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Penny pinching, The way to wealth … is as plain as the way to market. It depends on two words — industry and frugality

Frugality Is Fun


By —— Bio and Archives--February 28, 2011

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In this materialistic, card-swipe age, frugality and thrift are often ignored. But for those whose parents understood the value of dollars earned through hard work, and taught it to their children, those words are guideposts.

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Recently, I was reminded of Mama’s oft-spoken expression — “Frugality is fun.” — when a friend and I were coasting down a hill in my pickup, Loretta, nineteen years and 360,000 miles young.

“Why do you coast down hills? What if drivers behind you are in a hurry?” He asked. I explained the money mindset Mama molded in me.

“When my mother taught me to drive, she told me never to touch the accelerator when going downhill, but ‘let gravity be the gas.’ At stoplights, she wouldn’t let me activate the turn signal until the light changed, stating that every time the bulb blinked, that was one less time it would blink … meaning money would have to be expended sooner to replace it.

“If I mentioned that her miserly practices bordered on foolishness, she answered, ‘It’s the principle of the thing.’”

Mama’s thrifty ways derived from her creativity. To her, buying what could be created, such as food or clothing, was sinful. She spent long hours designing new dresses for my three sisters, who were always attired more stylishly than their schoolmates, not because their master seamstress mother bought expensive clothing, but because she crafted her original designs into unique, beautiful, well-fitting dresses.

Her creativity found fertile ground in countless ways, but especially in penny pinching. When we kids poked fun at her parsimonious practices, she’d say, “Pennies make dollars; dollars make fortunes.”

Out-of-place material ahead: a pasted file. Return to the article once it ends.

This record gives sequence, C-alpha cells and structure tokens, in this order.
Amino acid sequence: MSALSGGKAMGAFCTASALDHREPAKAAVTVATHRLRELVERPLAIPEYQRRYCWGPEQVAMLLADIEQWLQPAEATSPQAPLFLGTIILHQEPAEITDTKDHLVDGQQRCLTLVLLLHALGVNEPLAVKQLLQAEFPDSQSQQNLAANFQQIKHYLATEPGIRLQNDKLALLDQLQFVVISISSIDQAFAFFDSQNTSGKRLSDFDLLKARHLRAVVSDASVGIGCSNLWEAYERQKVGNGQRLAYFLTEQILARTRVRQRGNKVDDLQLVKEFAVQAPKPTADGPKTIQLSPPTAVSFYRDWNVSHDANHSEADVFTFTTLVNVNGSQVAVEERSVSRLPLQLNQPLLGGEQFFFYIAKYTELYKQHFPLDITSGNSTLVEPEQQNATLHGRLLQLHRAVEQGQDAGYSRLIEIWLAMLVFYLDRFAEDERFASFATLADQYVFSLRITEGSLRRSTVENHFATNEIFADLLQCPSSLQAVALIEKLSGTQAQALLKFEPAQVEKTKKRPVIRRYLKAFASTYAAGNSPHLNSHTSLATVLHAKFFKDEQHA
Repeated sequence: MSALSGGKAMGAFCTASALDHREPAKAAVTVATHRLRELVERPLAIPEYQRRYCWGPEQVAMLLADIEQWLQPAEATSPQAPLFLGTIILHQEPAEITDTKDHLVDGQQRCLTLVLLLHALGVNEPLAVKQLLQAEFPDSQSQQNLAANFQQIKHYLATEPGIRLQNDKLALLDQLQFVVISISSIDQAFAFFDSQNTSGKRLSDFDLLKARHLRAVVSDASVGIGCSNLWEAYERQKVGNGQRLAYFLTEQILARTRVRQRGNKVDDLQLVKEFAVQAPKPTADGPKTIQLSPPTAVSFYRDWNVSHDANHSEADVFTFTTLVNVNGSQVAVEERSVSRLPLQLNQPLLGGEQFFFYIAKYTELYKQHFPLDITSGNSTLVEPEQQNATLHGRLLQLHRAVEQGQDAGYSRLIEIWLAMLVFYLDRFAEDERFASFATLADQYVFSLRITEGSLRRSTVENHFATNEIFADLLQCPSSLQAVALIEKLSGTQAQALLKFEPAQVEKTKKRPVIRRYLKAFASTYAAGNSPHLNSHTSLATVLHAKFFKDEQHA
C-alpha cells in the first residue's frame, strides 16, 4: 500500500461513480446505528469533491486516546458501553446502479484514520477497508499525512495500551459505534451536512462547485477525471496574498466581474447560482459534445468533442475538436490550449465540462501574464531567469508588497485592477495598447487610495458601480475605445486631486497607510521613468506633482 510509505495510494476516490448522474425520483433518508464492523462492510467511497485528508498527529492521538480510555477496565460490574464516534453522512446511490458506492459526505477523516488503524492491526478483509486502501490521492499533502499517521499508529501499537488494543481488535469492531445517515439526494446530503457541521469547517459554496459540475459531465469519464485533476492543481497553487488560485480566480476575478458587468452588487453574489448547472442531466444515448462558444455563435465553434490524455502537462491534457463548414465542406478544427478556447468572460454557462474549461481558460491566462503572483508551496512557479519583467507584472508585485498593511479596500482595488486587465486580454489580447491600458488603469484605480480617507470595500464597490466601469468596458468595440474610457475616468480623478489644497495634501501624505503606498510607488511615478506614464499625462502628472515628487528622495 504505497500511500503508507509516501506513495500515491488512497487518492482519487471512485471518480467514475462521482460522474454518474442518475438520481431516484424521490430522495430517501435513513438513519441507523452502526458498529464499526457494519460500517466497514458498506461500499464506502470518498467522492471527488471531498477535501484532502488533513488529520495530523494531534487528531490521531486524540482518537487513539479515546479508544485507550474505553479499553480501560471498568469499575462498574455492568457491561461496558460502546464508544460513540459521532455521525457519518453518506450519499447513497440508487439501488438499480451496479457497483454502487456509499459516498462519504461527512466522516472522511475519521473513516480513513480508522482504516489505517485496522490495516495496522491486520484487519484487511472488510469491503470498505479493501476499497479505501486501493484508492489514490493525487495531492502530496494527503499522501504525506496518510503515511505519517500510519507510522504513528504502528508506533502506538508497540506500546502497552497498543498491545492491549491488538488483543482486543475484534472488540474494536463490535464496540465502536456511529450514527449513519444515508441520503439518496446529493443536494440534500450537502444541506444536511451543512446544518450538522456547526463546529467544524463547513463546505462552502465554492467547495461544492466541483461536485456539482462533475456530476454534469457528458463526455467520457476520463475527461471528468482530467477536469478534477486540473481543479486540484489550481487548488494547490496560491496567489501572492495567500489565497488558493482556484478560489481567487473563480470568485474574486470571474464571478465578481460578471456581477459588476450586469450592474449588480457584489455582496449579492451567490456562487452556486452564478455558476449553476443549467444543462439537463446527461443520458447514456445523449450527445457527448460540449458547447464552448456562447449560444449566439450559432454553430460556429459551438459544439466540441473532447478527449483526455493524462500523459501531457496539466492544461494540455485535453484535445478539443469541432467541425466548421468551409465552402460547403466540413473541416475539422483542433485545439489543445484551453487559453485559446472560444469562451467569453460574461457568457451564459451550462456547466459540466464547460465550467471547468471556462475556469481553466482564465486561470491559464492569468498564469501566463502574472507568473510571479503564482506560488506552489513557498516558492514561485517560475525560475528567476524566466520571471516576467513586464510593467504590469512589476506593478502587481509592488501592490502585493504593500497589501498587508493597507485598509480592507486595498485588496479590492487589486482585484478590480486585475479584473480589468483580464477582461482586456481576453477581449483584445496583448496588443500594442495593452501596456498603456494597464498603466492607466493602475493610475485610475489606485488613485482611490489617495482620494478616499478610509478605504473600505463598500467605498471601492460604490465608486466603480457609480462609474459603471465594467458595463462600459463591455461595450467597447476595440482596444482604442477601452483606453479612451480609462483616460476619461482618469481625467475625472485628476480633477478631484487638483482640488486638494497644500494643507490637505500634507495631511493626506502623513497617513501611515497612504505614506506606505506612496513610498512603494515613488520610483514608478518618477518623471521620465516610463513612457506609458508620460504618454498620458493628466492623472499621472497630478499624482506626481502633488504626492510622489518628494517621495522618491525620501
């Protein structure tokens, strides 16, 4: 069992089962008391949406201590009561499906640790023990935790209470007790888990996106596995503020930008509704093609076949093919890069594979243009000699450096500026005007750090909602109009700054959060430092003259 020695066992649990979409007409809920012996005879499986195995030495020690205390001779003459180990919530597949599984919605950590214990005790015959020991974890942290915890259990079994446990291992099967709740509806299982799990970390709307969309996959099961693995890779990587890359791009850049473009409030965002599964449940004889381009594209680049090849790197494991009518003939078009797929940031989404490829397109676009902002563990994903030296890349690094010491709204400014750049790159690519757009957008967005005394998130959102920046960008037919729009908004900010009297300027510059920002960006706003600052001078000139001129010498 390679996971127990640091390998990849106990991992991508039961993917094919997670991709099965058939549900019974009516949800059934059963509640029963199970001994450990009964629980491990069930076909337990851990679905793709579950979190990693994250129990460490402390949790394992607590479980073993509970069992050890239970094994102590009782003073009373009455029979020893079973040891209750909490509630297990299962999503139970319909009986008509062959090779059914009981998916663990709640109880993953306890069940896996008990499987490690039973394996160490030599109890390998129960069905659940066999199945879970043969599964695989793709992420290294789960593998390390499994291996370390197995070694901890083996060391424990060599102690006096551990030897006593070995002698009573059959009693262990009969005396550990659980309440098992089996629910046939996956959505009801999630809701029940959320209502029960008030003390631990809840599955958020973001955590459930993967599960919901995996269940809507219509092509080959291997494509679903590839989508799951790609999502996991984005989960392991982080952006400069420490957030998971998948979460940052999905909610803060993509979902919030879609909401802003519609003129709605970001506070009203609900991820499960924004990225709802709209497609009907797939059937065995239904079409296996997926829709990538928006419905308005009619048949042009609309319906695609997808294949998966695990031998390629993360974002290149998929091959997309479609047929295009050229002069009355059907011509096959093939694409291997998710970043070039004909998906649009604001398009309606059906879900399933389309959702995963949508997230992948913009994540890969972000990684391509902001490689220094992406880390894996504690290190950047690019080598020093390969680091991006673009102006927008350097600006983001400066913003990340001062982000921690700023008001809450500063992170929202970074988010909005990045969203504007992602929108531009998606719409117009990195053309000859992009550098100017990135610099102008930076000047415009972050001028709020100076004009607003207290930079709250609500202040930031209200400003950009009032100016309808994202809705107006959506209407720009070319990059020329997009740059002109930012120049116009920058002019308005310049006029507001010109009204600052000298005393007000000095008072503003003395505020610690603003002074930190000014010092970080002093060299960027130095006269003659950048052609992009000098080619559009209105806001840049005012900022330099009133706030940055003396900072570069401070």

While overseas in the military, I loved receiving Mama’s letters. Her tiny, calligraphic writing style covered every square centimeter of the sheet — front and back. One page brought me up to date on everything that had happened back home for a month. To her, using only side of a sheet was squandering fifty percent of one’s investment.

Creative people enjoy challenging their creativity. That is why frugality was fun for Mama. But her thrift didn’t stop with money; it also governed time. She would have agreed wholeheartedly with Benjamin Franklin’s maxim: “The way to wealth … is as plain as the way to market. It depends on two words — industry and frugality; … waste neither time nor money, but make the best use of both.”

Because she was a devout Christian, she would have applauded William Gladstone’s comment: “ … thrift of time will repay you in after life with a usury of profit beyond your most sanguine dreams; … waste of it will make you dwindle, alike in intellectual and moral stature, beyond your darkest reckoning.”

Generations of Americans who shared Mama’s mindset built this great nation. It will remain great only if thrift, hard work, stamina and ingenuity are not effaced by squandering of resources, idleness, and laxity in upholding the Christian principles on which it was founded.

To remind us of this truth, America’s sub-motto should be: Frugality is fun.


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Jimmy Reed -- Bio and Archives | Comments

Jimmy Reed is an Oxford, Mississippi resident, Ole Miss alumnus, Army veteran (Vietnam Era), former Mississippi Delta cotton farmer and ginner, author, and retired college teacher. His short story anthology, Boss, Jaybird And Me, is available at Squarebooks.com (telephone: 662-236-2262). His latest collection of faith-based short stories, entitled One Hundred By Five Hundred, is also available at Square Books (telephone: 662-236-2262) and at amazon.com. To receive Reed’s free weekly newsletter, send an email address to .(JavaScript must be enabled to view this email address).


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